print("Temp (F), O-Ring failure?")
print(challenger_data)
Temp (F), O-Ring failure?
[[ 66.   0.]
 [ 70.   1.]
 [ 69.   0.]
 [ 68.   0.]
 [ 67.   0.]
 [ 72.   0.]
 [ 73.   0.]
 [ 70.   0.]
 [ 57.   1.]
 [ 63.   1.]
 [ 70.   1.]
 [ 78.   0.]
 [ 67.   0.]
 [ 53.   1.]
 [ 67.   0.]
 [ 75.   0.]
 [ 70.   0.]
 [ 81.   0.]
 [ 76.   0.]
 [ 79.   0.]
 [ 75.   1.]
 [ 76.   0.]
 [ 58.   1.]]
In [6]:
%matplotlib inline
sns.set_style('darkgrid')
np.set_printoptions(precision=3, suppress=True)

plt.scatter(challenger_data[:, 0], challenger_data[:, 1], s=75, color="k",
            alpha=0.5)
plt.yticks([0, 1])
plt.ylabel("Damage Incident?")
plt.xlabel("Outside temperature (Fahrenheit)")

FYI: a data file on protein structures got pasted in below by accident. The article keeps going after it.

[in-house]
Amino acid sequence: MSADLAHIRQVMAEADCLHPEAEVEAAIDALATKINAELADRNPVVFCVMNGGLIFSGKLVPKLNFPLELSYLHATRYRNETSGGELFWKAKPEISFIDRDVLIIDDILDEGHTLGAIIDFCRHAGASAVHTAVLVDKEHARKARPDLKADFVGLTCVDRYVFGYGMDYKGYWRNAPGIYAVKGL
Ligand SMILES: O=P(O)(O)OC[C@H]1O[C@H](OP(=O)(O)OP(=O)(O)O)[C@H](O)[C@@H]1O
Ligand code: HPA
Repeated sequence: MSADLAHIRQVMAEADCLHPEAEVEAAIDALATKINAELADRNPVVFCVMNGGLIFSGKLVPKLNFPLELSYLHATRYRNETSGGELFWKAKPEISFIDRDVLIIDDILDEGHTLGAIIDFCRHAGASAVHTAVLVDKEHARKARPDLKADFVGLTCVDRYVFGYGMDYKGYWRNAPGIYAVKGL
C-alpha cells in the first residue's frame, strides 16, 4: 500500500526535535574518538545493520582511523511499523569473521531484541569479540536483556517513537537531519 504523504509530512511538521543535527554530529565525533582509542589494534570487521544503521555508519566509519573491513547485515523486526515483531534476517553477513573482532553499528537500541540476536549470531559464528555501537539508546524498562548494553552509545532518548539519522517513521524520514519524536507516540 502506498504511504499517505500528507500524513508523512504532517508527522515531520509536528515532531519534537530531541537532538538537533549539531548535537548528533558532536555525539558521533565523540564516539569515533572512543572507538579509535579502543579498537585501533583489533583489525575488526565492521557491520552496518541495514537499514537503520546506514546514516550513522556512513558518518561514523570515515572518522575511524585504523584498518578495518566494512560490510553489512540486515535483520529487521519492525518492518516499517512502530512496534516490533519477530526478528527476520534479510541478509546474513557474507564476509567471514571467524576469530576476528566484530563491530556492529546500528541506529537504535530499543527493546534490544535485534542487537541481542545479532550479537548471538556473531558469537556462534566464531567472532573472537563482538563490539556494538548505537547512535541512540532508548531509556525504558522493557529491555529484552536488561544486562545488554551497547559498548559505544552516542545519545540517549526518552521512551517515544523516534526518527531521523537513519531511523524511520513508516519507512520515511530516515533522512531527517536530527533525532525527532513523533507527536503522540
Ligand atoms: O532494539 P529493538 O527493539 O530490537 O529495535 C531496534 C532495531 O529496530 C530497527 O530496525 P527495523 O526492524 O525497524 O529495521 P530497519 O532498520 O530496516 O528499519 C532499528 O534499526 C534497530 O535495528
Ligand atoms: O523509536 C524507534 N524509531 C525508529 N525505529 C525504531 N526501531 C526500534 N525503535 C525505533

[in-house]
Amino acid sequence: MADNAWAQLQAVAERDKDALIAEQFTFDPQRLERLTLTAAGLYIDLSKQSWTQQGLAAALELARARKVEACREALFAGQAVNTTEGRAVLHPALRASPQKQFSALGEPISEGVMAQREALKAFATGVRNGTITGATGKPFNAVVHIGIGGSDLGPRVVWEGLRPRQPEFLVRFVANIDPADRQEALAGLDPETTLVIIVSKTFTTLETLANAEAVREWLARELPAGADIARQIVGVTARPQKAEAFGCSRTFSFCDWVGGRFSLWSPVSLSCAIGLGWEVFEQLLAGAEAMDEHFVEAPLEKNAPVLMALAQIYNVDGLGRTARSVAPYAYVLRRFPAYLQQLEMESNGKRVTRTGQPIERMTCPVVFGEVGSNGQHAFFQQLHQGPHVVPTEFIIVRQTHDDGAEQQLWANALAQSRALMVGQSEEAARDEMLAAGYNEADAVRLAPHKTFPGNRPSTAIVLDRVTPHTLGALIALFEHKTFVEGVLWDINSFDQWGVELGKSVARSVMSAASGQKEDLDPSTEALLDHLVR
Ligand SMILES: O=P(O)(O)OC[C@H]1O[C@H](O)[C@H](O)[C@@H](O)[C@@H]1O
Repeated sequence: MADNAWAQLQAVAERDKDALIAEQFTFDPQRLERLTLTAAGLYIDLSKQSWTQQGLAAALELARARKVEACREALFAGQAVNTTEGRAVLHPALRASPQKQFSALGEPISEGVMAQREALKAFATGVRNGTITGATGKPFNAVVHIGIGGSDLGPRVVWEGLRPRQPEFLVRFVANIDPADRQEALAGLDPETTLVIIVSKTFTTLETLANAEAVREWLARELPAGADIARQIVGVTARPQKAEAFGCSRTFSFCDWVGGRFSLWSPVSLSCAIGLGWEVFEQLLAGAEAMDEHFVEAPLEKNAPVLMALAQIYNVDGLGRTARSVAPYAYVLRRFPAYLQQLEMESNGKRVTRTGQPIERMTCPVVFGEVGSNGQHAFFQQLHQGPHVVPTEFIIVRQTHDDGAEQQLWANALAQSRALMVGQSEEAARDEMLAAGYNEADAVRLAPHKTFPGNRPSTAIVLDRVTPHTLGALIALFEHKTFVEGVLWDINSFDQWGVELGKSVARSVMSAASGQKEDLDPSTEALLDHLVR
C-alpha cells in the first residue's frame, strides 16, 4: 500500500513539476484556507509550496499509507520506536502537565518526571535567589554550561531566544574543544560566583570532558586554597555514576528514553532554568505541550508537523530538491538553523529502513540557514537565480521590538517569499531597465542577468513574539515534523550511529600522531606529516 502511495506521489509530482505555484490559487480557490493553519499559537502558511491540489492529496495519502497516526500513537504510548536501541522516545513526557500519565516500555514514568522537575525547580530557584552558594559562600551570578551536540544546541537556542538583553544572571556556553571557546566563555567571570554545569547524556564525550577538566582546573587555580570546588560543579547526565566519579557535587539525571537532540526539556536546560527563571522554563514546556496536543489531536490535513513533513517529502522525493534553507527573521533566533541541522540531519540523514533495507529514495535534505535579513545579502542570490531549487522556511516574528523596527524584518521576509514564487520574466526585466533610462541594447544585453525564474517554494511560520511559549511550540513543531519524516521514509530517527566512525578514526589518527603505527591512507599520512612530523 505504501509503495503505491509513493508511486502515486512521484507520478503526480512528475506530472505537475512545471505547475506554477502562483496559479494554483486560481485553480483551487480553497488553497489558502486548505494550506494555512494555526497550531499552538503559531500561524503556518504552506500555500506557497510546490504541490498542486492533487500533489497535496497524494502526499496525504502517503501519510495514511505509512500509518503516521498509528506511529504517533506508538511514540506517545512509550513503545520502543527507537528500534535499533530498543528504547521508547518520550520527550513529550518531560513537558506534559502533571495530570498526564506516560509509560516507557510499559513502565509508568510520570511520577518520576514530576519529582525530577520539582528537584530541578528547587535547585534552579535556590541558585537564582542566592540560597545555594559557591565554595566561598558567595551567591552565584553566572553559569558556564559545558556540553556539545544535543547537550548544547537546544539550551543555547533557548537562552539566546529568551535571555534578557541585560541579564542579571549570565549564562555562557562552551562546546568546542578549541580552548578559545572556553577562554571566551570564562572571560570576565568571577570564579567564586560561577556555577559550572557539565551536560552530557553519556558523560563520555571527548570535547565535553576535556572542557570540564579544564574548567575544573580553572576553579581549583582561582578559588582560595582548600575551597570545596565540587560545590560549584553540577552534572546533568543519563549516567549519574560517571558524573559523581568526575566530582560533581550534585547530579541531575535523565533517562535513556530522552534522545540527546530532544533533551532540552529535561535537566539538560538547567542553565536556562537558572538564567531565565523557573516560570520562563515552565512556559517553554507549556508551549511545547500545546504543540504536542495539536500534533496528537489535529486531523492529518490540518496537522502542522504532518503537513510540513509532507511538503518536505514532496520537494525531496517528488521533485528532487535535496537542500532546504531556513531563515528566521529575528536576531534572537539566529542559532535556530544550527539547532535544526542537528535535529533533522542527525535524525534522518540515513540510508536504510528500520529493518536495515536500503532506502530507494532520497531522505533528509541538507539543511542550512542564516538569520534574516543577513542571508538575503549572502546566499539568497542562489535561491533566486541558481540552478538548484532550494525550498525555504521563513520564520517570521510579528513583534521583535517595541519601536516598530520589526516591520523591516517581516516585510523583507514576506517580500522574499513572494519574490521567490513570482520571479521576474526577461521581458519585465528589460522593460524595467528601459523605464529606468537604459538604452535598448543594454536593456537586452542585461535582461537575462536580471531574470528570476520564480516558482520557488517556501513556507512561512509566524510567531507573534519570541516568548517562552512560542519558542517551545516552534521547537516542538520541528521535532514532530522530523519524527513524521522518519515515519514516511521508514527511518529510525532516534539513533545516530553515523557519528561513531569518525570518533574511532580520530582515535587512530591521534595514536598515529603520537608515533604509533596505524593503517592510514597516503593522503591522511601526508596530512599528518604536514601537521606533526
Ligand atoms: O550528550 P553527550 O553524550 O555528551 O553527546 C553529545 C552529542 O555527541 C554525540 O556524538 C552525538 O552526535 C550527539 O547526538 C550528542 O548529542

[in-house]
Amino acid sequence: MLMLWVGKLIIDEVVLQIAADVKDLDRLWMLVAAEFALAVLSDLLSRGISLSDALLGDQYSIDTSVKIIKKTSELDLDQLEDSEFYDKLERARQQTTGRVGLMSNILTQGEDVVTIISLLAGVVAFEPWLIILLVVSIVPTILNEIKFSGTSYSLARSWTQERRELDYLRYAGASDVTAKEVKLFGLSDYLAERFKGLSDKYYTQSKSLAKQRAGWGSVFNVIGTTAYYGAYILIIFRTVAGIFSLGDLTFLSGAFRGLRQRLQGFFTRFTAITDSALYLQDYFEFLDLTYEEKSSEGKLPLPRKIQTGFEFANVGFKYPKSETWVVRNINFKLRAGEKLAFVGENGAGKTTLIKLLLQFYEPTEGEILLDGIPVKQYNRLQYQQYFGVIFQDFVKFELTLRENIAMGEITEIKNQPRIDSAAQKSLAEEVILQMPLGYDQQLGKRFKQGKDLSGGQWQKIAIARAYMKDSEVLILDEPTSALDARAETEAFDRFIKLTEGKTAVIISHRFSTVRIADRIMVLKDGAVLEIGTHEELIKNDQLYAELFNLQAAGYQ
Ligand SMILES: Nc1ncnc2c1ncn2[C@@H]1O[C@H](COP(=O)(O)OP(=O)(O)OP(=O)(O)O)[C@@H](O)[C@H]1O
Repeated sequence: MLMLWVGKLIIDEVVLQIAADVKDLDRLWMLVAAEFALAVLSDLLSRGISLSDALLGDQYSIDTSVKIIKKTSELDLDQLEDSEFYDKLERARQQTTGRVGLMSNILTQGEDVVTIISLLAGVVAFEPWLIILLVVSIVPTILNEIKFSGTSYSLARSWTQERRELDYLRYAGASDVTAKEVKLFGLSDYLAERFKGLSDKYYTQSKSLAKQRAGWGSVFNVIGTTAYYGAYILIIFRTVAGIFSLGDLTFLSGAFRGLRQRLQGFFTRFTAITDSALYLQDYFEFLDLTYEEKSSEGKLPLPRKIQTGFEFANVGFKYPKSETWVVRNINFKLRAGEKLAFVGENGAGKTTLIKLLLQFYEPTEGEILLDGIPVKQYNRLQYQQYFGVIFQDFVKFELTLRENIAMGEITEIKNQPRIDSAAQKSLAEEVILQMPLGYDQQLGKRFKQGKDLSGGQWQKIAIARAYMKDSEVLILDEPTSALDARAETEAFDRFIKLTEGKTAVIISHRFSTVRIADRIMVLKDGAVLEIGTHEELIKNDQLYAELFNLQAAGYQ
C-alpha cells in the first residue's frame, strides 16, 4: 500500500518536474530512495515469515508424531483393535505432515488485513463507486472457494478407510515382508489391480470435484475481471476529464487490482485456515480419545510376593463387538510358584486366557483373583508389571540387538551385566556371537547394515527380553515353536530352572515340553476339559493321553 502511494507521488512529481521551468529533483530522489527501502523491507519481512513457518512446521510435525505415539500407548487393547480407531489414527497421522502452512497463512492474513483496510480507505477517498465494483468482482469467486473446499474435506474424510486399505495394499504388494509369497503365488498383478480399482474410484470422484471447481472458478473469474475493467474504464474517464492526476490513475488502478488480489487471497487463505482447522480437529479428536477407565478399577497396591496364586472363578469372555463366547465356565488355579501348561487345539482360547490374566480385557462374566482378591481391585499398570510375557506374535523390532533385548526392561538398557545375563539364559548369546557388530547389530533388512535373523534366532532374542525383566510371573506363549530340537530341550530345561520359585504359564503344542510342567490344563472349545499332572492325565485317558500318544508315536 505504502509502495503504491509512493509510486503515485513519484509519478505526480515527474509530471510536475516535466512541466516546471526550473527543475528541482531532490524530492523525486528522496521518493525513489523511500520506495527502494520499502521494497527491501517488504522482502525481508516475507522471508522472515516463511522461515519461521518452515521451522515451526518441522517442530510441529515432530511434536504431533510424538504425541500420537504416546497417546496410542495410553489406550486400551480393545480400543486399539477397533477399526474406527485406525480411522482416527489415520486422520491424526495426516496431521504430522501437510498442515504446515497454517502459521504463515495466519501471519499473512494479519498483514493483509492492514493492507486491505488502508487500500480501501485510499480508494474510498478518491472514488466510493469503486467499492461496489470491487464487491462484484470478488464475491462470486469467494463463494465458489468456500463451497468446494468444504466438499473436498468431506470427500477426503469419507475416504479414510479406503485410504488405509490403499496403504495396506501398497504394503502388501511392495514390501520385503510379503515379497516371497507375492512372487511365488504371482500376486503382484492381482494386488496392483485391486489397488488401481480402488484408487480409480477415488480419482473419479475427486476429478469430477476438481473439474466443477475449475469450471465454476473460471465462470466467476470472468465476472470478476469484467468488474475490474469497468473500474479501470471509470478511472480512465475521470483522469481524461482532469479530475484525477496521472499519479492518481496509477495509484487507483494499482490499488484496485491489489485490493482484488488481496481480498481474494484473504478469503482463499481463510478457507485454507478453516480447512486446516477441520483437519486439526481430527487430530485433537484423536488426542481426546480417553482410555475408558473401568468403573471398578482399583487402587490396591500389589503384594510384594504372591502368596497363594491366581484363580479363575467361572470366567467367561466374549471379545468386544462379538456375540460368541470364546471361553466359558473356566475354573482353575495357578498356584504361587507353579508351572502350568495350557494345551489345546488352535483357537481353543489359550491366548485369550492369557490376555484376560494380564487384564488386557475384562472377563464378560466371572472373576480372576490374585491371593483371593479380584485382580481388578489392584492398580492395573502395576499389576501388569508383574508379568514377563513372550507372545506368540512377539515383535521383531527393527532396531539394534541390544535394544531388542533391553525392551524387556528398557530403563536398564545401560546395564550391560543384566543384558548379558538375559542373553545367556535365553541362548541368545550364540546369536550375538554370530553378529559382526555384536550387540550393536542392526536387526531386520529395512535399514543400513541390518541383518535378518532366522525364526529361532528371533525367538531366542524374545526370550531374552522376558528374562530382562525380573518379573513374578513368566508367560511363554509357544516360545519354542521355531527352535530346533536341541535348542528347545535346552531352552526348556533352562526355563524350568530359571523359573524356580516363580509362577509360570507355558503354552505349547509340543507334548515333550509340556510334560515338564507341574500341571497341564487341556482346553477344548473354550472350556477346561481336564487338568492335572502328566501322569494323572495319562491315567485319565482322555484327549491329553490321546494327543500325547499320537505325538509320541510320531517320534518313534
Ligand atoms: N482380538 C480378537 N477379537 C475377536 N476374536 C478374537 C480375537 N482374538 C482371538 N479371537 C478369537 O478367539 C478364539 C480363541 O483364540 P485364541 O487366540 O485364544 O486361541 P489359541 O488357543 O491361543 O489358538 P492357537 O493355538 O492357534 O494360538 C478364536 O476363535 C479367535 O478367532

plt.title("Defects of the Space Shuttle O-Rings vs temperature")
Out[6]:
<matplotlib.text.Text at 0xe3dad0>

It looks clear that the probability of damage incidents occurring increases as the outside temperature decreases. We are interested in modeling the probability here because it does not look like there is a strict cutoff point between temperature and a damage incident occurring. The best we can do is ask "At temperature t, what is the probability of a damage incident?". The goal of this example is to answer that question.

We need a function of temperature, call it p(t), that is bounded between 0 and 1 (so as to model a probability) and changes from 1 to 0 as we increase temperature. There are actually many such functions, but the most popular choice is the logistic function.

$$p(t) = \frac{1}{ 1 + e^{ \;\beta t + \alpha } } $$

In this model, the variable $\beta$ that describes how quickly the function changes from 1 to 0, and $\alpha$ indicates the location of this change. For example

In [7]:
def logistic(x, beta, alpha=0):
    return 1.0 / (1.0 + np.exp(np.dot(beta, x) + alpha))

x = np.linspace(-4, 4, 100)